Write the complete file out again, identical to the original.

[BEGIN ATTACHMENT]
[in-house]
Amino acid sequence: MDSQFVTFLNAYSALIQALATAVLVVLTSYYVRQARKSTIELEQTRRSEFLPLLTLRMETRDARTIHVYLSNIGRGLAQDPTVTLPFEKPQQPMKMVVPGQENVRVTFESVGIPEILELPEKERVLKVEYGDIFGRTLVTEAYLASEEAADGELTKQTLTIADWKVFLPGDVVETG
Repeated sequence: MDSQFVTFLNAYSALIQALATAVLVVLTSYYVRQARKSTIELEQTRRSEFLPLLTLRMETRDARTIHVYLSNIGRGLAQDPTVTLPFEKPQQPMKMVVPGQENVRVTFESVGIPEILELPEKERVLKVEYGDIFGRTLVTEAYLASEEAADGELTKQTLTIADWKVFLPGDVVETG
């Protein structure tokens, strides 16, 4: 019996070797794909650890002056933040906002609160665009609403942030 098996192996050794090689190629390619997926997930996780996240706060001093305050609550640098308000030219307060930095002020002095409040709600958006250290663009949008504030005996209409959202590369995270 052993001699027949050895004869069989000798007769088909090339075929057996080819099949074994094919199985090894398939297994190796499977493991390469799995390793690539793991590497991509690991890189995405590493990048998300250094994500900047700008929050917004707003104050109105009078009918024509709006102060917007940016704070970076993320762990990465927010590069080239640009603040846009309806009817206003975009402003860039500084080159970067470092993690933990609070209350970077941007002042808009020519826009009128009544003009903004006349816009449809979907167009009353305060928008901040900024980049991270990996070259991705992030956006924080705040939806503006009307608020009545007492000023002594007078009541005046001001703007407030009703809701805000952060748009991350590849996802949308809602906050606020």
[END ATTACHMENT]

[in-house]
Amino acid sequence: MDSQFVTFLNAYSALIQALATAVLVVLTSYYVRQARKSTIELEQTRRSEFLPLLTLRMETRDARTIHVYLSNIGRGLAQDPTVTLPFEKPQQPMKMVVPGQENVRVTFESVGIPEILELPEKERVLKVEYGDIFGRTLVTEAYLASEEAADGELTKQTLTIADWKVFLPGDVVETG
Repeated sequence: MDSQFVTFLNAYSALIQALATAVLVVLTSYYVRQARKSTIELEQTRRSEFLPLLTLRMETRDARTIHVYLSNIGRGLAQDPTVTLPFEKPQQPMKMVVPGQENVRVTFESVGIPEILELPEKERVLKVEYGDIFGRTLVTEAYLASEEAADGELTKQTLTIADWKVFLPGDVVETG
């Protein structure tokens, strides 16, 4: 019996070797794909650890002056933040906002609160665009609403942030 098996192996050794090689190629390619997926997930996780996240706060001093305050609550640098308000030219307060930095002020002095409040709600958006250290663009949008504030005996209409959202590369995270 052993001699027949050895004869069989000798007769088909090339075929057996080819099949074994094919199985090894398939297994190796499977493991390469799995390793690539793991590497991509690991890189995405590493990048998300250094994500900047700008929050917004707003104050109105009078009918024509709006102060917007940016704070970076993320762990990465927010590069080239640009603040846009309806009817206003975009402003860039500084080159970067470092993690933990609070209350970077941007002042808009020519826009009128009544003009903004006349816009449809979907167009009353305060928008901040900024980049991270990996070259991705992030956006924080705040939806503006009307608020009545007492000023002594007078009541005046001001703007407030009703809701805000952060748009991350590849996802949308809602906050606020």